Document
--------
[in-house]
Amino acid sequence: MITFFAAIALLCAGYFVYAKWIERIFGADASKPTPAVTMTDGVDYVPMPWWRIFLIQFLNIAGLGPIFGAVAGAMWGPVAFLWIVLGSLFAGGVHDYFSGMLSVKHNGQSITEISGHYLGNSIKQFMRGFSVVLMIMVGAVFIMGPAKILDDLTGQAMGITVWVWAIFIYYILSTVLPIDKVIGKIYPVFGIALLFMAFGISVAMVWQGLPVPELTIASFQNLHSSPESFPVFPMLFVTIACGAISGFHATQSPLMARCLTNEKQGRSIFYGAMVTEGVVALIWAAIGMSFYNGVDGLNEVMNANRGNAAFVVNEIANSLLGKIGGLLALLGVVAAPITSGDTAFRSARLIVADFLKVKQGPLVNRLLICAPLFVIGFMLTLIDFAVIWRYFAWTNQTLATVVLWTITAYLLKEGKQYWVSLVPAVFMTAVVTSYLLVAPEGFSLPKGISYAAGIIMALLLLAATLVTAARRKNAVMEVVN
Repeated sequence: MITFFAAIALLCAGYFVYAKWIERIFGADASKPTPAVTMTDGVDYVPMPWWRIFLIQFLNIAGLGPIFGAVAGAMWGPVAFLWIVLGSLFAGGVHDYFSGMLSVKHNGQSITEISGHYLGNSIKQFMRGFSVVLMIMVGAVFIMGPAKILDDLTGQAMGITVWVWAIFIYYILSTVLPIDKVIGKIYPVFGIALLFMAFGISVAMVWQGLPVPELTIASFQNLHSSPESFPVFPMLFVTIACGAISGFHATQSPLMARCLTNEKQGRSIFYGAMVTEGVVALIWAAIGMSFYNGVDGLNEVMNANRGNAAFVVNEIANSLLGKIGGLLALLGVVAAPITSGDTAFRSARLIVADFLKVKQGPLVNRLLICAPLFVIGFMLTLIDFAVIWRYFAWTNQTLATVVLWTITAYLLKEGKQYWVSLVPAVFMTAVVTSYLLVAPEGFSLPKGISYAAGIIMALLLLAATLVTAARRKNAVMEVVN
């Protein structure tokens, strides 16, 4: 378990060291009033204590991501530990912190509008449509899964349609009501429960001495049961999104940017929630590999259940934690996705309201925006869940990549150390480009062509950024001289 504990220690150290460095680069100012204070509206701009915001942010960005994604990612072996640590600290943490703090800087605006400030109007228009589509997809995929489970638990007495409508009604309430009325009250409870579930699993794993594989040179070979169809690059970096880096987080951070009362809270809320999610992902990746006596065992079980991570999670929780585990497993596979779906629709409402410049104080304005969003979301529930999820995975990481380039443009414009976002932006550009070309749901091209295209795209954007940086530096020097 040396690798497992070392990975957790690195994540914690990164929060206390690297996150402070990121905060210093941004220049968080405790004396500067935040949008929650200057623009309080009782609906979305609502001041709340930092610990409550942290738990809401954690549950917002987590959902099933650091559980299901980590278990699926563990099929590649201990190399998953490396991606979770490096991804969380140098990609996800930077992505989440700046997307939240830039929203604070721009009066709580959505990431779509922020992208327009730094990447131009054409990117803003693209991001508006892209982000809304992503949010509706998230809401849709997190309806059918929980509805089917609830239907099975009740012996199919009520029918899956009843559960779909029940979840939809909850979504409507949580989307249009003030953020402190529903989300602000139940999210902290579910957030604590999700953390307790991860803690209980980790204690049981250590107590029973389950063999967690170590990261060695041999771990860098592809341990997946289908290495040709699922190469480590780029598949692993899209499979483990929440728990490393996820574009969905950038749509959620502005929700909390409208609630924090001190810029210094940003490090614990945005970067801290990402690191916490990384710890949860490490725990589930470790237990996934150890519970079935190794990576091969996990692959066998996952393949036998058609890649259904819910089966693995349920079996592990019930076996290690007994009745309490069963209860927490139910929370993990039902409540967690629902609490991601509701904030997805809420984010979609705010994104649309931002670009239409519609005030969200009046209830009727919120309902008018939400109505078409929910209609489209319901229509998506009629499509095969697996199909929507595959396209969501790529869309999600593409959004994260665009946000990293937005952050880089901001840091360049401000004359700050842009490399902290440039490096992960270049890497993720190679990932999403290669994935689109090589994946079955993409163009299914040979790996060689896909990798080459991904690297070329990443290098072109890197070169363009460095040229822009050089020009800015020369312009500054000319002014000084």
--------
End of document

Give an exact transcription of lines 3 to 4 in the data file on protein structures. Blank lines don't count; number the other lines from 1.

Repeated sequence: MITFFAAIALLCAGYFVYAKWIERIFGADASKPTPAVTMTDGVDYVPMPWWRIFLIQFLNIAGLGPIFGAVAGAMWGPVAFLWIVLGSLFAGGVHDYFSGMLSVKHNGQSITEISGHYLGNSIKQFMRGFSVVLMIMVGAVFIMGPAKILDDLTGQAMGITVWVWAIFIYYILSTVLPIDKVIGKIYPVFGIALLFMAFGISVAMVWQGLPVPELTIASFQNLHSSPESFPVFPMLFVTIACGAISGFHATQSPLMARCLTNEKQGRSIFYGAMVTEGVVALIWAAIGMSFYNGVDGLNEVMNANRGNAAFVVNEIANSLLGKIGGLLALLGVVAAPITSGDTAFRSARLIVADFLKVKQGPLVNRLLICAPLFVIGFMLTLIDFAVIWRYFAWTNQTLATVVLWTITAYLLKEGKQYWVSLVPAVFMTAVVTSYLLVAPEGFSLPKGISYAAGIIMALLLLAATLVTAARRKNAVMEVVN
């Protein structure tokens, strides 16, 4: 378990060291009033204590991501530990912190509008449509899964349609009501429960001495049961999104940017929630590999259940934690996705309201925006869940990549150390480009062509950024001289 504990220690150290460095680069100012204070509206701009915001942010960005994604990612072996640590600290943490703090800087605006400030109007228009589509997809995929489970638990007495409508009604309430009325009250409870579930699993794993594989040179070979169809690059970096880096987080951070009362809270809320999610992902990746006596065992079980991570999670929780585990497993596979779906629709409402410049104080304005969003979301529930999820995975990481380039443009414009976002932006550009070309749901091209295209795209954007940086530096020097 040396690798497992070392990975957790690195994540914690990164929060206390690297996150402070990121905060210093941004220049968080405790004396500067935040949008929650200057623009309080009782609906979305609502001041709340930092610990409550942290738990809401954690549950917002987590959902099933650091559980299901980590278990699926563990099929590649201990190399998953490396991606979770490096991804969380140098990609996800930077992505989440700046997307939240830039929203604070721009009066709580959505990431779509922020992208327009730094990447131009054409990117803003693209991001508006892209982000809304992503949010509706998230809401849709997190309806059918929980509805089917609830239907099975009740012996199919009520029918899956009843559960779909029940979840939809909850979504409507949580989307249009003030953020402190529903989300602000139940999210902290579910957030604590999700953390307790991860803690209980980790204690049981250590107590029973389950063999967690170590990261060695041999771990860098592809341990997946289908290495040709699922190469480590780029598949692993899209499979483990929440728990490393996820574009969905950038749509959620502005929700909390409208609630924090001190810029210094940003490090614990945005970067801290990402690191916490990384710890949860490490725990589930470790237990996934150890519970079935190794990576091969996990692959066998996952393949036998058609890649259904819910089966693995349920079996592990019930076996290690007994009745309490069963209860927490139910929370993990039902409540967690629902609490991601509701904030997805809420984010979609705010994104649309931002670009239409519609005030969200009046209830009727919120309902008018939400109505078409929910209609489209319901229509998506009629499509095969697996199909929507595959396209969501790529869309999600593409959004994260665009946000990293937005952050880089901001840091360049401000004359700050842009490399902290440039490096992960270049890497993720190679990932999403290669994935689109090589994946079955993409163009299914040979790996060689896909990798080459991904690297070329990443290098072109890197070169363009460095040229822009050089020009800015020369312009500054000319002014000084």